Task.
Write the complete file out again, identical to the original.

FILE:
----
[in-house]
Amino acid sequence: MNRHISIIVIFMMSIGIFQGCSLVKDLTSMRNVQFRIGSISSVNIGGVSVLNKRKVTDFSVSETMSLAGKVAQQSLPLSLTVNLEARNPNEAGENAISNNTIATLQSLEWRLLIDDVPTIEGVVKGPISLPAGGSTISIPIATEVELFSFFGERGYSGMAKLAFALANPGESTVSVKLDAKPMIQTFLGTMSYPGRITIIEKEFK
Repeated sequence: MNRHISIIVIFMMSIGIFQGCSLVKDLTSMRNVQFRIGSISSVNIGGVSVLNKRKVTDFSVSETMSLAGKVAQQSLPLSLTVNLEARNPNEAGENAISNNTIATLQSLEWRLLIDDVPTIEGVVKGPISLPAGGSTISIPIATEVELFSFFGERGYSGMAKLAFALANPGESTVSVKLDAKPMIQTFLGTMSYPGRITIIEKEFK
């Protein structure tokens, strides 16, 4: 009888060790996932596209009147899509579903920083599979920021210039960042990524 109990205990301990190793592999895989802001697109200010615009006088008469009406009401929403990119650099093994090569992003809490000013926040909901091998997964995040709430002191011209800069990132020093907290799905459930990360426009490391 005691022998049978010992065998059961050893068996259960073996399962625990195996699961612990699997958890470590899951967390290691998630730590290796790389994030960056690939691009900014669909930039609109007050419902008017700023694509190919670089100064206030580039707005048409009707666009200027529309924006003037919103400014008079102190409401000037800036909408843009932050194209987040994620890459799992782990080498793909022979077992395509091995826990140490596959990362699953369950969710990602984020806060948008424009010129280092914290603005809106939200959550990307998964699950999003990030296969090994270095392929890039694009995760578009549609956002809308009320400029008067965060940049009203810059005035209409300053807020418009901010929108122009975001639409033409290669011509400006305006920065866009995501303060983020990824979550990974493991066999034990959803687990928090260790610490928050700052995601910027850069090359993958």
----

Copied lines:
[in-house]
Amino acid sequence: MNRHISIIVIFMMSIGIFQGCSLVKDLTSMRNVQFRIGSISSVNIGGVSVLNKRKVTDFSVSETMSLAGKVAQQSLPLSLTVNLEARNPNEAGENAISNNTIATLQSLEWRLLIDDVPTIEGVVKGPISLPAGGSTISIPIATEVELFSFFGERGYSGMAKLAFALANPGESTVSVKLDAKPMIQTFLGTMSYPGRITIIEKEFK
Repeated sequence: MNRHISIIVIFMMSIGIFQGCSLVKDLTSMRNVQFRIGSISSVNIGGVSVLNKRKVTDFSVSETMSLAGKVAQQSLPLSLTVNLEARNPNEAGENAISNNTIATLQSLEWRLLIDDVPTIEGVVKGPISLPAGGSTISIPIATEVELFSFFGERGYSGMAKLAFALANPGESTVSVKLDAKPMIQTFLGTMSYPGRITIIEKEFK
């Protein structure tokens, strides 16, 4: 009888060790996932596209009147899509579903920083599979920021210039960042990524 109990205990301990190793592999895989802001697109200010615009006088008469009406009401929403990119650099093994090569992003809490000013926040909901091998997964995040709430002191011209800069990132020093907290799905459930990360426009490391 005691022998049978010992065998059961050893068996259960073996399962625990195996699961612990699997958890470590899951967390290691998630730590290796790389994030960056690939691009900014669909930039609109007050419902008017700023694509190919670089100064206030580039707005048409009707666009200027529309924006003037919103400014008079102190409401000037800036909408843009932050194209987040994620890459799992782990080498793909022979077992395509091995826990140490596959990362699953369950969710990602984020806060948008424009010129280092914290603005809106939200959550990307998964699950999003990030296969090994270095392929890039694009995760578009549609956002809308009320400029008067965060940049009203810059005035209409300053807020418009901010929108122009975001639409033409290669011509400006305006920065866009995501303060983020990824979550990974493991066999034990959803687990928090260790610490928050700052995601910027850069090359993958």